By Ashley A. Smith, EdSource
Decreases in Cal State enrollment have officials worried.
Interim Chancellor Jolene Koester first warned last year that enrollment projections were down across the 23 campus system. She now concludes that those drops are real and can undermine Cal State operations.
“Our enrollment projections are unprecedented and deeply concerning,” Koester said, during the CSU board of trustees meeting Tuesday.
The system is continuing to project that it will be 7% below its state-funded target of 383,680 for resident students during the 2022-23 academic year — that’s more than 25,000 full-time equivalent students. The decreases are due to the effects of the pandemic and long-term declining birth rates.
“Should this enrollment decline become sustained it will present a fundamental and significant threat to our missions, to the fundamental viability of our universities and the future of the communities that we serve,” Koester said.
Despite the decrease in enrollment, Gov. Gavin Newsom’s January budget included a general fund increase of $227 million — a 5% increase — to the CSU system. That increase is tied to a multiyear compact made between the state and the university system that expects increasing enrollment.
The CSU system’s enrollment initially began to decline in 2019 before increasing to its highest level ever in 2020. By 2021, 17 of 23 campuses saw declines. Steve Relyea, an executive vice chancellor for the system, said the declines are similar to what is happening to four-year universities nationally.
In 2020, the CSU system bucked national in declining enrollment, indicating that that year may have been an outlier.
In May 2022, the National Student Clearinghouse Research Center reported undergraduate student enrollment had fallen by more than 1.4 million students or 9.4% since the start of the Covid-19 pandemic. However, the center pointed out that the drop was part of a decadelong decline in national enrollment, Relyea said.
The declines across CSU can be attributed to several factors. For example, the number of students transferring to the system from the state’s community colleges is down. This year, the system enrolled about 46,300 transfer students — the lowest number in seven years. But Relyea said the majority of the decline is due to changes in continuing students and retention, with students taking fewer courses.
And not all campuses have seen declines or as large of declines as others in the system. Seven universities are more than 10% below their state-funded enrollment target, including: CSU Channel Islands, Chico State, CSU East Bay, CSU Maritime, Cal Poly Humboldt, San Francisco State and Sonoma State.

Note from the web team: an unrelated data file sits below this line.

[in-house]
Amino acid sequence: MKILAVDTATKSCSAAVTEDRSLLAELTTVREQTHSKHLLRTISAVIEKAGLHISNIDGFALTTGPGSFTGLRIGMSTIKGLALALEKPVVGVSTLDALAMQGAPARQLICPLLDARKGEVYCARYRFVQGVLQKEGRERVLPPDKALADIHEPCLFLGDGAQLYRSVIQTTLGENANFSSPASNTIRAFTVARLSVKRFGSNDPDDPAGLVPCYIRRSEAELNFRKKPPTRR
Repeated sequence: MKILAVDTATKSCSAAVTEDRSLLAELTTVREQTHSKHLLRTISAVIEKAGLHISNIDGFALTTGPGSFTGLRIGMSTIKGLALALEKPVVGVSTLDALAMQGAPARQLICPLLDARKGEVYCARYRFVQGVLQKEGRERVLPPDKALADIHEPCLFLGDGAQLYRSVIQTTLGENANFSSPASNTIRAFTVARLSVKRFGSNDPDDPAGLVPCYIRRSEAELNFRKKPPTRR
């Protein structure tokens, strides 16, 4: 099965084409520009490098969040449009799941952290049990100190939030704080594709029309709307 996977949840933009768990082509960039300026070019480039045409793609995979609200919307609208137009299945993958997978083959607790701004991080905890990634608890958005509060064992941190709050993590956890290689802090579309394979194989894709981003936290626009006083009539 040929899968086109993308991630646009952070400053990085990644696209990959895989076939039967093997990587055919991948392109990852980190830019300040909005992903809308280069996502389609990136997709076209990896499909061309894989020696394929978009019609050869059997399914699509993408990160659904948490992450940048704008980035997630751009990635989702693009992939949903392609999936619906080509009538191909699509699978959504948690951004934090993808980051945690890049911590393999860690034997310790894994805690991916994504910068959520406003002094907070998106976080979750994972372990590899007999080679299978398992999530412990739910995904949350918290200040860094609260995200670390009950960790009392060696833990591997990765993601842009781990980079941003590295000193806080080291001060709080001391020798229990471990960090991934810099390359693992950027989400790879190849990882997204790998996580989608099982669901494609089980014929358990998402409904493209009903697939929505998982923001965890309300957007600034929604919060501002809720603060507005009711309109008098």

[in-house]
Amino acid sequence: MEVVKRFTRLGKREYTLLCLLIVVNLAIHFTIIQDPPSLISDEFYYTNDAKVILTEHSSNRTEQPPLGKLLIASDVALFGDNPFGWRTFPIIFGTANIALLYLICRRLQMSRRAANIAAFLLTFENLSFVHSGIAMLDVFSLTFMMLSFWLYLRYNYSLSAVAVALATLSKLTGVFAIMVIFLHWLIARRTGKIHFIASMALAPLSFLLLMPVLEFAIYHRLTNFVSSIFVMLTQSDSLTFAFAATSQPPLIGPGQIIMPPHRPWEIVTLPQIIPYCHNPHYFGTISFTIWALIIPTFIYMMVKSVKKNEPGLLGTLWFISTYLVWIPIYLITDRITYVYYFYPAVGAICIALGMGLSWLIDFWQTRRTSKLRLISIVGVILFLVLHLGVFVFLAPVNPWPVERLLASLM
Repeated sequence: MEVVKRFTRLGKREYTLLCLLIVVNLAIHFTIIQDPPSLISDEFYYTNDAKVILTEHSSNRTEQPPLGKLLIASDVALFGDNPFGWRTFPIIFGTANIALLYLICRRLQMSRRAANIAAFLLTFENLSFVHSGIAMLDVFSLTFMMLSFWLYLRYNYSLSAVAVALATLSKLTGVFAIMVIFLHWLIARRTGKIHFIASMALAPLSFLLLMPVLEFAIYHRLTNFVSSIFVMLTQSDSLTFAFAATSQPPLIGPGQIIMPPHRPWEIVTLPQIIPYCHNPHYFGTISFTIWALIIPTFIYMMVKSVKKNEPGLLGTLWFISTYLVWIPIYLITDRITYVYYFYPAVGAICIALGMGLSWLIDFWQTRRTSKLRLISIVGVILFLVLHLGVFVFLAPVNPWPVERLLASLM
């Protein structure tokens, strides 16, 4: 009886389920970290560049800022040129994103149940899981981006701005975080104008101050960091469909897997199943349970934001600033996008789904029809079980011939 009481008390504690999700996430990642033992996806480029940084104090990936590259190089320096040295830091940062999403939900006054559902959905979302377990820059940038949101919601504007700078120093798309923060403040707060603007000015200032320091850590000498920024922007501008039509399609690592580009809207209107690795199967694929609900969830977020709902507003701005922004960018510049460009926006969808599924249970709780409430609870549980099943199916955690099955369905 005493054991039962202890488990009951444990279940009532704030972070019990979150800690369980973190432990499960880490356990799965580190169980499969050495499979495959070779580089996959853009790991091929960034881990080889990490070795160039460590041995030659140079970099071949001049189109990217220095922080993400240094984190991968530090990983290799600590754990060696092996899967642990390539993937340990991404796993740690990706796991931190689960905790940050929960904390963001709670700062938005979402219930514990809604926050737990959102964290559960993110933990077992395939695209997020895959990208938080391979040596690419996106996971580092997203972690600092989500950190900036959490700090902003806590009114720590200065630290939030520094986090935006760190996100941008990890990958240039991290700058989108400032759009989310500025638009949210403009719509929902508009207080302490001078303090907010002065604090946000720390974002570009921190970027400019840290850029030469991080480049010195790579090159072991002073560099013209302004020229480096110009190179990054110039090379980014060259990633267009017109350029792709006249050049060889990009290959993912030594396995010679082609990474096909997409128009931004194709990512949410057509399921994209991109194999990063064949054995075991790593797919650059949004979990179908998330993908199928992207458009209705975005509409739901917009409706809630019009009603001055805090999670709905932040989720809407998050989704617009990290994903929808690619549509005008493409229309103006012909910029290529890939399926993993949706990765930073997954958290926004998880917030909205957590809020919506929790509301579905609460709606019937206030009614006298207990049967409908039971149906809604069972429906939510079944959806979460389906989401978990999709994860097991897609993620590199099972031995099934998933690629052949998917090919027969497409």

In response, each university was assigned an enrollment liaison officer by the chancellor’s office to help the campuses strategically plan ways and methods to increase enrollment. The campuses will also face decreases in funding. The system announced that it would reallocate funding increases only to those universities that meet or exceed their enrollment targets.
If those seven campuses are still down in enrollment by 2024-25, they would see a 5% cut in funding that would then be distributed to the other campuses.
Relyea said the system is giving those seven campuses time to work with the chancellor’s office to put programs in place to engage students and prevent a significant shift in funding.
CSU is also launching a dual admission program later this spring to boost transfer enrollment. The program will model one offered between CSU Long Beach and Long Beach City College that allows students to enroll at both institutions simultaneously if they’re interested in pursuing a transfer path.
“While this is not a unique experience among colleges and universities nationwide, an enrollment decline of this magnitude and under these circumstances requires coordinated university-level responses,” Relyea said, adding that the changes would help push campuses to boost enrollment.
Trustee Julia Lopez said the trends in high schools across the state show enrollment will continue to decline, which means more campuses than the seven that have seen decreases will be affected.
“All the high school enrollment trends are going down,” she said, adding that the problem isn’t relegated to specific parts of the state. “We have changing demographics, and that’s real, and it’s going to hit everyone.”
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